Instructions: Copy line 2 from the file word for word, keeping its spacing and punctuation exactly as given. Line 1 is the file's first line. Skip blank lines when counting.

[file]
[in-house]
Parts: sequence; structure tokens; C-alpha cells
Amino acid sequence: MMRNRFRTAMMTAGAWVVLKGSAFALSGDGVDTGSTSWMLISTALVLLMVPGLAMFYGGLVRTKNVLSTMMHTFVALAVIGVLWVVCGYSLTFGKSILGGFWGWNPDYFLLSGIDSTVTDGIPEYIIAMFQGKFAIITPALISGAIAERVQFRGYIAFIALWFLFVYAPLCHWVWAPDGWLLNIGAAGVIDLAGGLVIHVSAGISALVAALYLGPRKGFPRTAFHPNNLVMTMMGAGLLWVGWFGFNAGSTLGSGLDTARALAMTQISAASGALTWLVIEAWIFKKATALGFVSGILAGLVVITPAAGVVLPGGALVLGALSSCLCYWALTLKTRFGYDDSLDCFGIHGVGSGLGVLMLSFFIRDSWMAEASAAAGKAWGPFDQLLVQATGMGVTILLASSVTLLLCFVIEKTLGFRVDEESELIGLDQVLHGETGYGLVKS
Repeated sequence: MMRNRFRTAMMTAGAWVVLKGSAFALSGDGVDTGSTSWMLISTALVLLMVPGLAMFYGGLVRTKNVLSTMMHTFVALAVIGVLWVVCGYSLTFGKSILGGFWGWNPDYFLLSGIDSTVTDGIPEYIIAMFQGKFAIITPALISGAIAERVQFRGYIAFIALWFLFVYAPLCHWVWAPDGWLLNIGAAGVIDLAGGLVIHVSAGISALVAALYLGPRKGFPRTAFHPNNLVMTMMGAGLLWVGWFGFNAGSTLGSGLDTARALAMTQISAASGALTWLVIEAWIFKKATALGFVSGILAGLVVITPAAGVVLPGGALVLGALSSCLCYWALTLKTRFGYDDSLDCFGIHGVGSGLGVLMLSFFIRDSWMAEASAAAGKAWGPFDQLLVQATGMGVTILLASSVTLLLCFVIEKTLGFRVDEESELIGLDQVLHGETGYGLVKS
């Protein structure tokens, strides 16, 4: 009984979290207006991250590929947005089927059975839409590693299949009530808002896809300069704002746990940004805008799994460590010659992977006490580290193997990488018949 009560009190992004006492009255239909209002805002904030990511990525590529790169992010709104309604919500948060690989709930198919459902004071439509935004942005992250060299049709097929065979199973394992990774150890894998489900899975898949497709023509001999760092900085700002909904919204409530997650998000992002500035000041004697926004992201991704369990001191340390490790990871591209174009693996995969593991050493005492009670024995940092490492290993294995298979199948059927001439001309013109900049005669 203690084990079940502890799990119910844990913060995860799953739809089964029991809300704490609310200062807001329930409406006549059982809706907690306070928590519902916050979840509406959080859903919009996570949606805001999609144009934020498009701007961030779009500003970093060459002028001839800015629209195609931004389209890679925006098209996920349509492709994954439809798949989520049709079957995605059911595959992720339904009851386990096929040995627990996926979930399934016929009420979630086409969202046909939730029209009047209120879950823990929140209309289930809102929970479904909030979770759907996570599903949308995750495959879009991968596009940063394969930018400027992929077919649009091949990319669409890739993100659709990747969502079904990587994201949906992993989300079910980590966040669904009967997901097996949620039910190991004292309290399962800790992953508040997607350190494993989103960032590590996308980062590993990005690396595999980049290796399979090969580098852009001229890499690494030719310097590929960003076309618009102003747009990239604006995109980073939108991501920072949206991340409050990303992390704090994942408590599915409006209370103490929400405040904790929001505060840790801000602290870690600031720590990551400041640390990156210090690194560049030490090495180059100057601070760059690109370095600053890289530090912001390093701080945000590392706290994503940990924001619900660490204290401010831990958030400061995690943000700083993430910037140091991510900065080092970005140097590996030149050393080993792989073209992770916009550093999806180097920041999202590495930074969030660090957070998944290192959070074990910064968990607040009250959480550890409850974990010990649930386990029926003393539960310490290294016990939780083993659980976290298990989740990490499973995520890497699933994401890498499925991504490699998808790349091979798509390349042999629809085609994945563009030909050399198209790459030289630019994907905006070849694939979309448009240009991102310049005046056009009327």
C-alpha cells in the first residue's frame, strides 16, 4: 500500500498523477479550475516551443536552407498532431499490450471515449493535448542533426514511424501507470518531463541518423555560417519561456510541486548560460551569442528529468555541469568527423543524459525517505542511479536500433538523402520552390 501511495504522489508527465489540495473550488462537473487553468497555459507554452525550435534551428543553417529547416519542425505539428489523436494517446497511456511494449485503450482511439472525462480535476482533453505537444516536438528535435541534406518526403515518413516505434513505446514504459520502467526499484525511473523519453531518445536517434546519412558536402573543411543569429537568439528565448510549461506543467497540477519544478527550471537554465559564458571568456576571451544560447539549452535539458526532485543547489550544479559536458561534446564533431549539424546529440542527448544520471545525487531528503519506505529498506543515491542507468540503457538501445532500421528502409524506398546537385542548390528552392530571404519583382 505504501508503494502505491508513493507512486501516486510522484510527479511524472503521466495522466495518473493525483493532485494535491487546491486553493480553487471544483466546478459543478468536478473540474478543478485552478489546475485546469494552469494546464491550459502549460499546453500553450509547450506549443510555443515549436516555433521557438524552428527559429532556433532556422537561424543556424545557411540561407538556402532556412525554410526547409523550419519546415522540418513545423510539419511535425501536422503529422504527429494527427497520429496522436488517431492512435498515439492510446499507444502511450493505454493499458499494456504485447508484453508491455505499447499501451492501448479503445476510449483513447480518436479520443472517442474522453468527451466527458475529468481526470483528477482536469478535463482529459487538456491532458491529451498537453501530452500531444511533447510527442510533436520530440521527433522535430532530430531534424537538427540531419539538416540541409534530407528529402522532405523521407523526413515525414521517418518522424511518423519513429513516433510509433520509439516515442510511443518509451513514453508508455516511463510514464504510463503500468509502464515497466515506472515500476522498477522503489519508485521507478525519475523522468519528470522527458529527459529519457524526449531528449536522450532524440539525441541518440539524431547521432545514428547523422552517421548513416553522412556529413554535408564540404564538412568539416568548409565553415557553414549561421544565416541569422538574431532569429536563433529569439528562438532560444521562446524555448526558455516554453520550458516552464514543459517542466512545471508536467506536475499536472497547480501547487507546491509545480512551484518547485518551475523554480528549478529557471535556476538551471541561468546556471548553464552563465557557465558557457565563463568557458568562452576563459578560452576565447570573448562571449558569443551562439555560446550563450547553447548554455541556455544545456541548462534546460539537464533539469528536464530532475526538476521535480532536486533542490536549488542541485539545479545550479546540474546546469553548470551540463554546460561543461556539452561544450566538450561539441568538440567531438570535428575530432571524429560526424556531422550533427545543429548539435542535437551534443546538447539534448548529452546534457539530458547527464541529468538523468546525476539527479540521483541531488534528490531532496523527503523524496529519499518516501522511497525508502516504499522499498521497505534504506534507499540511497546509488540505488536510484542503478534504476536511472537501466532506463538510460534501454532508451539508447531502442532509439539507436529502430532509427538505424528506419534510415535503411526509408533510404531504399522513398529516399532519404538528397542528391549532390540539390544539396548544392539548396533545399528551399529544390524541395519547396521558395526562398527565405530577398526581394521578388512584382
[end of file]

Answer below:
Parts: sequence; structure tokens; C-alpha cells